Sonic Generator presents "Something Old, Something New"

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Georgia Tech's chamber music ensemble-in-residence, Sonic Generator, features music by Philip Glass, Gil Weinberg, Milton Babbitt, Randall Woolf, Daniel Wohl, and Charles Amirkhanian in a free performance in partnership with the Woodruff Arts Center. The concert explores the power of words and images to reframe musical experiences and performances.

The concert features the premiere of Bafana by Gil Weinberg, director of Georgia Tech's Center for Music Technology. The piece pairs Shimon, a robotic marimba player, with Sonic Generator's percussionist Tom Sherwood, using sophisticated machine musicianship techniques to analyze Sherwood's performance and improvise with him in real time. Shimon not only listens to Sherwood, it also watches him through a camera embedded in its head, and so visual cues become important to the performance. Visual elements also play a key role in Sonic Generator's presentation of Music in Similar Motion, a classic Philip Glass score paired with a frenetic video by artist Simon Doyle.

Other works on the program focus on the power of text, and particularly spoken voice, in music. In Everything Is Green by Randall Woolf, a recorded voice reads a text by David Foster Wallace, while in Charles Amirkhanian's Church Car, live and recorded performers rhythmically shout seemingly nonsense phrases. Sonic Generator honors the legacy of Milton Babbitt (1916-2011) with a performance of Images, a pioneering work combining electronically synthesized sounds and instrumental performance. Also on the program is music by Daniel Wohl, a rising star on the New York music scene whose music revels in the dark recesses of decayed audio, flaws in recorded media, and white noise.

After the performance, concertgoers are invited to attend a special exhibition and reception that will feature hands-on demonstrations of interactive music systems developed by students at Georgia Tech's Center for Music Technology. Many of those systems feature novel visual interfaces for creating and manipulating music. There will also be an opportunity to meet some of the composers and performers.

Sonic Generator, Georgia Tech's chamber music ensemble-in-residence, explores the ways in which technology can transform how we create, perform and listen to music. The ensemble, comprised of some of the top classical musicians in Atlanta, works closely with Georgia Tech faculty in the GVU Center and the Center for Music Technology to present concerts that bring cutting-edge technologies to the world of contemporary classical music.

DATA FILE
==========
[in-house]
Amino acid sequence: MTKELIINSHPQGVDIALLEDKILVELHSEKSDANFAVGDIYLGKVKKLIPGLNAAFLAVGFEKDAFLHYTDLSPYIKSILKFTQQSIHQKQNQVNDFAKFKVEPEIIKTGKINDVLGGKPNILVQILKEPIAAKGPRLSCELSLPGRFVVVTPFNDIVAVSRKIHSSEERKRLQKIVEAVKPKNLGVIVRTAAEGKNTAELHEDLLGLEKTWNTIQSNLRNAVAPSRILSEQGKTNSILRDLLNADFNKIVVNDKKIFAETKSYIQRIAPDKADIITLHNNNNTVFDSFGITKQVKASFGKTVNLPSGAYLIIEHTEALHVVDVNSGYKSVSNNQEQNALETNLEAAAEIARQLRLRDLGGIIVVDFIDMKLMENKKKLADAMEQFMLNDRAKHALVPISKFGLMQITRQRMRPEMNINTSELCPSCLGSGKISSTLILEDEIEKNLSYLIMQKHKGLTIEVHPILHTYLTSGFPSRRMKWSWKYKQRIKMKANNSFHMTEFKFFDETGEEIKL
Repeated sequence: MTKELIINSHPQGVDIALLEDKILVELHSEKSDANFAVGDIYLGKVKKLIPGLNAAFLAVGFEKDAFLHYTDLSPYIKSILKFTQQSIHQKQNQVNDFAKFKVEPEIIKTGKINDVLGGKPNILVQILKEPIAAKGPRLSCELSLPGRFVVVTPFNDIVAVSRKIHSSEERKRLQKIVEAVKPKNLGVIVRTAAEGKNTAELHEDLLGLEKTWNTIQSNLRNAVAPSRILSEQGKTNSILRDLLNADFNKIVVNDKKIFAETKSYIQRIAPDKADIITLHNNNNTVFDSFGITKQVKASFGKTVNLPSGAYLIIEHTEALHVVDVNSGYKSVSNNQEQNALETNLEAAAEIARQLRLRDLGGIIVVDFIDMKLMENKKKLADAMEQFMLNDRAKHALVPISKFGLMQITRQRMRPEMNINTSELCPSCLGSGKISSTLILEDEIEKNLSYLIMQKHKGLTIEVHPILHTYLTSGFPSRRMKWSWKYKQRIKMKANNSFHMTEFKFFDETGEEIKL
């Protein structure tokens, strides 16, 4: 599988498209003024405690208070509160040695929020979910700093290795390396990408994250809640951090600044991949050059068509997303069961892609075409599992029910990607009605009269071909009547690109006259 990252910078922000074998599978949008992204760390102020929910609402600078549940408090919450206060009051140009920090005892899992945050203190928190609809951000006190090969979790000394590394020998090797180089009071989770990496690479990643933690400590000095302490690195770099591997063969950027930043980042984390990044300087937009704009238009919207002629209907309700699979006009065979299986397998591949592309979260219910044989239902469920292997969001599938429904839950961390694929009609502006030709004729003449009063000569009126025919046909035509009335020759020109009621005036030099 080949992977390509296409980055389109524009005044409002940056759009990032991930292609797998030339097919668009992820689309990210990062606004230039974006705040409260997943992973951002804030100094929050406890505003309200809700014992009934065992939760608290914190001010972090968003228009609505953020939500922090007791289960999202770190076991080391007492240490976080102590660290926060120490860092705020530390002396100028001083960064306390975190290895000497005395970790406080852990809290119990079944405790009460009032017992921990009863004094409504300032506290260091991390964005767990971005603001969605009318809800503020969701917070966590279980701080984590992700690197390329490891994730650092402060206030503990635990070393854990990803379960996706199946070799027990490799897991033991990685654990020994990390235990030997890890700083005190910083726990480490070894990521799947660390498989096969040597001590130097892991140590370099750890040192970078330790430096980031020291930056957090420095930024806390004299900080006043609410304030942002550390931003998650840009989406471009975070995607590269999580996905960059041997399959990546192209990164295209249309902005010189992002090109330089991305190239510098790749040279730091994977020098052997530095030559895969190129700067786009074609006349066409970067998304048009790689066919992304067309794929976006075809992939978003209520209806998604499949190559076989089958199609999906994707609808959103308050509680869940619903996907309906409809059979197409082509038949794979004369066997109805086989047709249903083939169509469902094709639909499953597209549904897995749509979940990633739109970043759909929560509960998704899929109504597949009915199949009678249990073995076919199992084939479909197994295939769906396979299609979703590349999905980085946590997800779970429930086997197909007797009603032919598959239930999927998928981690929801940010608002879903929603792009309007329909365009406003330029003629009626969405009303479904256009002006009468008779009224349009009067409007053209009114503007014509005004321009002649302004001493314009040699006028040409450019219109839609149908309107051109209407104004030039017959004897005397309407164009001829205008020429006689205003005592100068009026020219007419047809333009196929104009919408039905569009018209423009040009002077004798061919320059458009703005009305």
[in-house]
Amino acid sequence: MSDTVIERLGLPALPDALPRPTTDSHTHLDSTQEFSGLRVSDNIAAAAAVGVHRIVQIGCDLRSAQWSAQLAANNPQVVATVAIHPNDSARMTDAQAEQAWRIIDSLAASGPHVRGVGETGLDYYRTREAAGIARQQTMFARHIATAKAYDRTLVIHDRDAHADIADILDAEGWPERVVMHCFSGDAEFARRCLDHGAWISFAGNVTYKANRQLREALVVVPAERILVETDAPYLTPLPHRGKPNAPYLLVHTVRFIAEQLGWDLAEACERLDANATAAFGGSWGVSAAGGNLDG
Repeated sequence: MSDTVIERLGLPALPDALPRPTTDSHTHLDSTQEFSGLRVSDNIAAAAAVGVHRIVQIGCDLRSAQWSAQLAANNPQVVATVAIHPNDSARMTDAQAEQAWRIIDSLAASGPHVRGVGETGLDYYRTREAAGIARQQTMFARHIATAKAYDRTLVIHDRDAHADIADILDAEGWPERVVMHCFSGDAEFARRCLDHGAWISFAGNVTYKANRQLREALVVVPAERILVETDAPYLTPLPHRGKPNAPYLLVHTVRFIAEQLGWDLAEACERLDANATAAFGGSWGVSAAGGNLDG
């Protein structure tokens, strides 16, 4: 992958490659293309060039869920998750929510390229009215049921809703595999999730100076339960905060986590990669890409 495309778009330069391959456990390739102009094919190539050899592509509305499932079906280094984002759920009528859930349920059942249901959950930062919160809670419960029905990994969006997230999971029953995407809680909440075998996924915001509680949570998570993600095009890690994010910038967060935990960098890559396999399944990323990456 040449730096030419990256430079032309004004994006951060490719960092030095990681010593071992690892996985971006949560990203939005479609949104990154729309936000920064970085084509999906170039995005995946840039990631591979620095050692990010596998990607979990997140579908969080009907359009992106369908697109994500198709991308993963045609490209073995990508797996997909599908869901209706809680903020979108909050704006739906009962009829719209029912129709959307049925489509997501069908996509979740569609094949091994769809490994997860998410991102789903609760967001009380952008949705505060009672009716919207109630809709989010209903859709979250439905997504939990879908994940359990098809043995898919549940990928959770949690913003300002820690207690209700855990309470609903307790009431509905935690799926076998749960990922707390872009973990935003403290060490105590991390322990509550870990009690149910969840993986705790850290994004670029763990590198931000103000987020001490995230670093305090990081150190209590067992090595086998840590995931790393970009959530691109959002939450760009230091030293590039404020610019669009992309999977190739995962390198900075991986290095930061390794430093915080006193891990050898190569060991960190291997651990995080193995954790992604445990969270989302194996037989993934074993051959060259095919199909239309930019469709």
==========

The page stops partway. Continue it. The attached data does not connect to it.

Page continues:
Sonic Generator is sponsored by the GVU Center, which seeks to advance the state of the art of the interaction between people, computing machines and information. The concert series is organized in collaboration with the Center for Music Technology and the School of Music in the College of Architecture. These entities champion advancements in creativity, expression, and human-computer interaction through research and education at Georgia Tech. Sonic Generator's season is also supported by the Aaron Copland Fund for Music.

Over the past 40 years, the Woodruff Arts Center has distinguished itself as one of the premier cultural centers in the nation. The Woodruff Arts Center campus houses four renowned arts organizations including Alliance Theatre, Atlanta Symphony Orchestra, High Museum of Art, and Young Audiences. In addition to its role as a cultural beacon and hub of the Southeast, the Woodruff serves as a critical economic, educational, and social catalyst for Atlanta and the region. For more, visit woodruffcenter.org.


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  • Created By:
    Teri Nagel
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    Fletcher Moore
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